Pseudo Park – Tania Senewiratne


Regent Park, located in midtown Toronto, is Canada’s oldest social housing project. Designed in 1948 as a Garden City, the builders’ aim was to create a rural, green environment within the busy metropolis of Toronto. Buildings were built to face away from the city and green walkways replaced streets. The area was inaccessible to traffic and exclusively residential. Unfortunately, this design isolated the residents and facilitated a rise in crime, poverty and unemployment in the neighborhood. Due to this isolation and the lack of community and youth support organizations, tensions began to rise and Regent Park became known for drugs and violent crimes. Over the years, numerous attempts were made to redevelop the area. Finally, in 2013, Toronto City Council endorsed plans to replace the 2000 RGI (rent-geared-to-income) units with affordable housing units and condominiums. The new plans included commercial facilities and community centres.


At present, the $1billion, 15-year development plan is well on its way. Condominiums and townhouses surround a park and a community aquatic centre. The Daniels Spectrum building houses two small theatres and a number of community focused organizations. The original residents, mostly visible minorities, were relocated to other affordable housing developments on Adelaide, Richmond Jane and Finch, Steeles and Morningside. Unfortunately, many of the relocated residents have not been able to return to their neighborhood, due to construction delays and bureaucratic red tape.

In 2014, I moved west of Regent Park and found myself passing the neighborhood as I walked to and from work on a daily basis. For almost two years, I watched the affordable housing buildings vanish, to be replaced by condominiums. The old neighborhood simply disappeared.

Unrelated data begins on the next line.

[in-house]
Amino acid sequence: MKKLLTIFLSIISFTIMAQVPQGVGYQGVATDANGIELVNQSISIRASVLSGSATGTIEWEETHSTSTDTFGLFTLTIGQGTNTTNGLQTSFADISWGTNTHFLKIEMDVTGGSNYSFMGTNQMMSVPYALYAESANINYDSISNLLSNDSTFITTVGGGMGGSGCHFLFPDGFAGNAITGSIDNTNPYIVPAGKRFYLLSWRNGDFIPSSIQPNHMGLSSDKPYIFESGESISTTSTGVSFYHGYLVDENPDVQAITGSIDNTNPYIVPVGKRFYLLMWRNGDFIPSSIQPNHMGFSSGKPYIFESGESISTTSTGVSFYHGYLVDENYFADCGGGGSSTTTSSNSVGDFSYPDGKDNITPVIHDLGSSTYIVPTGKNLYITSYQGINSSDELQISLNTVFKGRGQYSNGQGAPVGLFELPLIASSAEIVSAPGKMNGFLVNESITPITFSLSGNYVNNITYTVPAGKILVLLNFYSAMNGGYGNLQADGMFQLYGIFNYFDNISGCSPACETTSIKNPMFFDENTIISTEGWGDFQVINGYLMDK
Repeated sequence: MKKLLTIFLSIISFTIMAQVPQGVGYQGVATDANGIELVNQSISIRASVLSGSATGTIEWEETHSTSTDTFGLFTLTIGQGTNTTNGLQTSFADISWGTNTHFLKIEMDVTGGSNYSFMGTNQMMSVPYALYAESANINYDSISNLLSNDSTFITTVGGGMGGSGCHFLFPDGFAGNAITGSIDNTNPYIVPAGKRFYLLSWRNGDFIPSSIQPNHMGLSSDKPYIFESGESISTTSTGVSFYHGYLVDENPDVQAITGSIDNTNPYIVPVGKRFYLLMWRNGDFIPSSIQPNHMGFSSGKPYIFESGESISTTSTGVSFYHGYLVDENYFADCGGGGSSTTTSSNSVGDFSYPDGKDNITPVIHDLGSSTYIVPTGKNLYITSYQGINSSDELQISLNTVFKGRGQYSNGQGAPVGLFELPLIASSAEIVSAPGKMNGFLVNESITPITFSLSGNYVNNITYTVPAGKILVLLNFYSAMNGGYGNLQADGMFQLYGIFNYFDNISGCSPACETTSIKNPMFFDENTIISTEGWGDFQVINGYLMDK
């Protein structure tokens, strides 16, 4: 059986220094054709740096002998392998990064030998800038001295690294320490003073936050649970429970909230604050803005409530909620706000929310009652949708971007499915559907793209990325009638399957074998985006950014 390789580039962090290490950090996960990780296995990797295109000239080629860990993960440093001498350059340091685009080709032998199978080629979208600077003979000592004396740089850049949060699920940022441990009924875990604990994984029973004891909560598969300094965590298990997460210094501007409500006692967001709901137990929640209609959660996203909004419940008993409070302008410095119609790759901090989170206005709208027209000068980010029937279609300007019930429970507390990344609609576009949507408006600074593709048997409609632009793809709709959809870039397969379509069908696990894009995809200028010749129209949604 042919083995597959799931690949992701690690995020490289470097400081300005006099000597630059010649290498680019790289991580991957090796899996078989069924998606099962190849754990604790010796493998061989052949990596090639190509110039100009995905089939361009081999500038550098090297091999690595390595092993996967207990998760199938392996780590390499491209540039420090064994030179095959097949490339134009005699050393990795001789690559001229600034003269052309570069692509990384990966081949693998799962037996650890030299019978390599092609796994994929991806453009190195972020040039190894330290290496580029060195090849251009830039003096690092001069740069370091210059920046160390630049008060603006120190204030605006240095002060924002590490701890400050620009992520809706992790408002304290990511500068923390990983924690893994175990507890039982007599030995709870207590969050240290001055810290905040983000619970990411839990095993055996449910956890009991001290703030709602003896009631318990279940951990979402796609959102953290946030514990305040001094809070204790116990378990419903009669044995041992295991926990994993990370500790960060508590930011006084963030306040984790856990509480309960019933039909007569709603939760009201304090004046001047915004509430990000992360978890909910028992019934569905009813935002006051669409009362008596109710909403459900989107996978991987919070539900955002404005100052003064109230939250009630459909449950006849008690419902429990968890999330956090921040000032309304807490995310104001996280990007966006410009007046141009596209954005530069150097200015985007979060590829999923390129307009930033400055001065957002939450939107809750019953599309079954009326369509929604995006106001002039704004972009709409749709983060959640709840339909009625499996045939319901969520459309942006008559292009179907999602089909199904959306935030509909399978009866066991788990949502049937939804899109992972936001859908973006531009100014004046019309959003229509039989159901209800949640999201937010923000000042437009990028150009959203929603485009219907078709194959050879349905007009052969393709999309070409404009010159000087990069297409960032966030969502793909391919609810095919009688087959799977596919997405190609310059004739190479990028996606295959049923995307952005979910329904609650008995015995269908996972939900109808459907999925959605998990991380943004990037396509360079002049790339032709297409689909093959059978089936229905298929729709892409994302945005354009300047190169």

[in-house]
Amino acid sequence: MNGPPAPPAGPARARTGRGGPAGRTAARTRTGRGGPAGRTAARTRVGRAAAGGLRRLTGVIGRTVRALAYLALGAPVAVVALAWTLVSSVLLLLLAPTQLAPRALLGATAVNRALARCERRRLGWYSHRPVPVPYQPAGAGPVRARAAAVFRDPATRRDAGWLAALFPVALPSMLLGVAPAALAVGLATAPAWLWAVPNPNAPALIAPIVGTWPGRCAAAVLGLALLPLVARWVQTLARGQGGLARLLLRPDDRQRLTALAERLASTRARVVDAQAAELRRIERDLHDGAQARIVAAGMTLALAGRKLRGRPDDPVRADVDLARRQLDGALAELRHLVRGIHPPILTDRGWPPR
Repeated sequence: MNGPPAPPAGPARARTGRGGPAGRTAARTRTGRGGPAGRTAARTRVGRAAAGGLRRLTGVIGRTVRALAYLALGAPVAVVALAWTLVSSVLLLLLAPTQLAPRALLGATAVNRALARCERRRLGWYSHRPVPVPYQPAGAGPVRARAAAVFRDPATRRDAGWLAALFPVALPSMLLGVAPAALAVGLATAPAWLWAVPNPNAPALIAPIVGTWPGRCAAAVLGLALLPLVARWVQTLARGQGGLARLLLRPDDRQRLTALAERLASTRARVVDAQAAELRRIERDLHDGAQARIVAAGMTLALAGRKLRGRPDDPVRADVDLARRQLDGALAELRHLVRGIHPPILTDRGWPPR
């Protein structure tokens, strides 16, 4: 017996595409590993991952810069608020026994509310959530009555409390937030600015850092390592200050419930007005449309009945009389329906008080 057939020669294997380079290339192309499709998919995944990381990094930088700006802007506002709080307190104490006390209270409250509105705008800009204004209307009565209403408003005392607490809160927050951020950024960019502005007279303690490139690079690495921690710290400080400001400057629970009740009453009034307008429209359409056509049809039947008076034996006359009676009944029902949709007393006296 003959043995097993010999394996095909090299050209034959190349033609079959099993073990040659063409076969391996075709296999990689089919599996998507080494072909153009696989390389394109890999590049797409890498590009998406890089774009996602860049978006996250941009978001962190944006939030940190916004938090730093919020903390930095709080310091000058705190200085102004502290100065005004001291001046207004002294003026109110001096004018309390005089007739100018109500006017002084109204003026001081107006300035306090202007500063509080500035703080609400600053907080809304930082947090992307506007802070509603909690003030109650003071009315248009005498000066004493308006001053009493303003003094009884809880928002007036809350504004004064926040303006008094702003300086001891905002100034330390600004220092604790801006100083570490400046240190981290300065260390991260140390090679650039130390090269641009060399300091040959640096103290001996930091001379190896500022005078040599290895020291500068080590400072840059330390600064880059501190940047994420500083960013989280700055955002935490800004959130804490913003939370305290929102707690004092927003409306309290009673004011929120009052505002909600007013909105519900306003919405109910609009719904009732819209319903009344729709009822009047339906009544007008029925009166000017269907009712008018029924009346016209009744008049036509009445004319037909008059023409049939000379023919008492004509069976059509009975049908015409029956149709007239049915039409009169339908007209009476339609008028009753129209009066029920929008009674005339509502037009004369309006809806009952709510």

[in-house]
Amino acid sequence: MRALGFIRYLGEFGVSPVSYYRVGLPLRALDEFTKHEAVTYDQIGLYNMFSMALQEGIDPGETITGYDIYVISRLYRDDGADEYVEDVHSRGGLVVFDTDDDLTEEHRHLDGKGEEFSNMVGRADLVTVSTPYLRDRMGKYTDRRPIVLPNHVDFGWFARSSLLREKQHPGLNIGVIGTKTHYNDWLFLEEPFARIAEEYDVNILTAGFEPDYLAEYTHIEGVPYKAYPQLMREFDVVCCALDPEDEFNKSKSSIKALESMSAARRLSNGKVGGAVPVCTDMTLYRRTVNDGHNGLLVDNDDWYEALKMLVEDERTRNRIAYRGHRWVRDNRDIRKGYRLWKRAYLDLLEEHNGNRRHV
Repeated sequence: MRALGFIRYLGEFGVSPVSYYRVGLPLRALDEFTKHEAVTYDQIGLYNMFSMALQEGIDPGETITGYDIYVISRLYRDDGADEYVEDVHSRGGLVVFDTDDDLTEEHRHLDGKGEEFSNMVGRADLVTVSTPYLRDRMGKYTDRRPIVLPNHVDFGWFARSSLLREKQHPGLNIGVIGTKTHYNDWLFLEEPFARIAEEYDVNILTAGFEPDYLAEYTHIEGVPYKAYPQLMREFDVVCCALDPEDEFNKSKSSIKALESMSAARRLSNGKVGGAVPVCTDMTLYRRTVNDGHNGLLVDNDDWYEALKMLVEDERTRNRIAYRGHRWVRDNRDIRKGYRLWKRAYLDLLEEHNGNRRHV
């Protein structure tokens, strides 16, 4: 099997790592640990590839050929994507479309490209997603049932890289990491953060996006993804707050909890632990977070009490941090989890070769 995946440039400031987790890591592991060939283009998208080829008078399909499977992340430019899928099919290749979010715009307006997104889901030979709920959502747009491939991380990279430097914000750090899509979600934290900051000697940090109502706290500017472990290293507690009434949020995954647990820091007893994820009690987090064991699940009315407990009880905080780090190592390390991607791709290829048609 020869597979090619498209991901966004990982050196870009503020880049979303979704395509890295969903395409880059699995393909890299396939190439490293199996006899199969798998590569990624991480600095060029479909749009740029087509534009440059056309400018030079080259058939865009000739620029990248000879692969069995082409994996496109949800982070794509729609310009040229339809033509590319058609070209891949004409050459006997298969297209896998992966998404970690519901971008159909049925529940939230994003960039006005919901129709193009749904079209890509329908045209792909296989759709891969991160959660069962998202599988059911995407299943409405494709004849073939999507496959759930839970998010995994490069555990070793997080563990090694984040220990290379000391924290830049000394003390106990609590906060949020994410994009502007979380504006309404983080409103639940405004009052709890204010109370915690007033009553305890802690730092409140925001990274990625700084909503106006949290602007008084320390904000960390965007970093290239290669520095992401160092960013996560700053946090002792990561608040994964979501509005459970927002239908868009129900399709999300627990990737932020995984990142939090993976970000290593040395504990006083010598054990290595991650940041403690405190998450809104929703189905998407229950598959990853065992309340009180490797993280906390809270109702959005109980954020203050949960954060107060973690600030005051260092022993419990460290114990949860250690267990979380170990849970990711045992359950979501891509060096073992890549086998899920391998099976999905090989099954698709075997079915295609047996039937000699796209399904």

A park was built adjacent to the new buildings and community centre. It includes an aquatic centre, a large patch of lawn, a small playground, benches and local artwork. I have always strongly disliked this park. It seems out of place and artificial – something that was forced into being and created for optics rather than function. Usually, parks teem with life, both human and non human. Chirping birds and shady spots under trees are standard. Regent Park’s park however always seems strangely quiet and incongruous. The neatly planted trees are small and perfectly spaced within concrete sidewalk blocks; the artwork, although beautiful, seems out of place; there’s no shade unless you decide to visit the aquatic centre for a swim in the indoor pool. Of course, after I learned more about the redevelopment, it all made perfect sense. The park is in fact a marketing and PR tool! It’s a part of the neighborhood sales pitch and it is designed to look sleek and sophisticated, like the new condominiums.


I chose this park in Regent Park for my shoebox and shoe because I originally discovered it, unintentionally, through the actions of the flâneur. Specifically, Benjamin’s flâneur who is described in Shauna Janssen’s dissertation as someone who “takes stock and collects images belonging to the detritus of historical change. He is a figure who also draws attention to marginal urban spaces and that, which is in passage and transition” (5). When I returned to the site armed with the information about the flâneur and urban geographies, it became clear that the park was a warped representation of what the redevelopment is attempting to achieve. It is meant to represent a better future by eliminating all reminders of its sordid and troubled past. The new Regent Park is sophisticated, glossy and clinical. It is this feeling of deceptive, detached, isolated expectation and an almost desperate grasp at perfection that I endeavored to create in my shoebox and shoe. Influenced by the themes and visuals in connection with ghosts, isolation and cosmetic beauty in relation to architecture and landscaping, I tried to create a Pseudo Park that looked beautiful, yet seemed completely disconnected, unwelcoming and cold.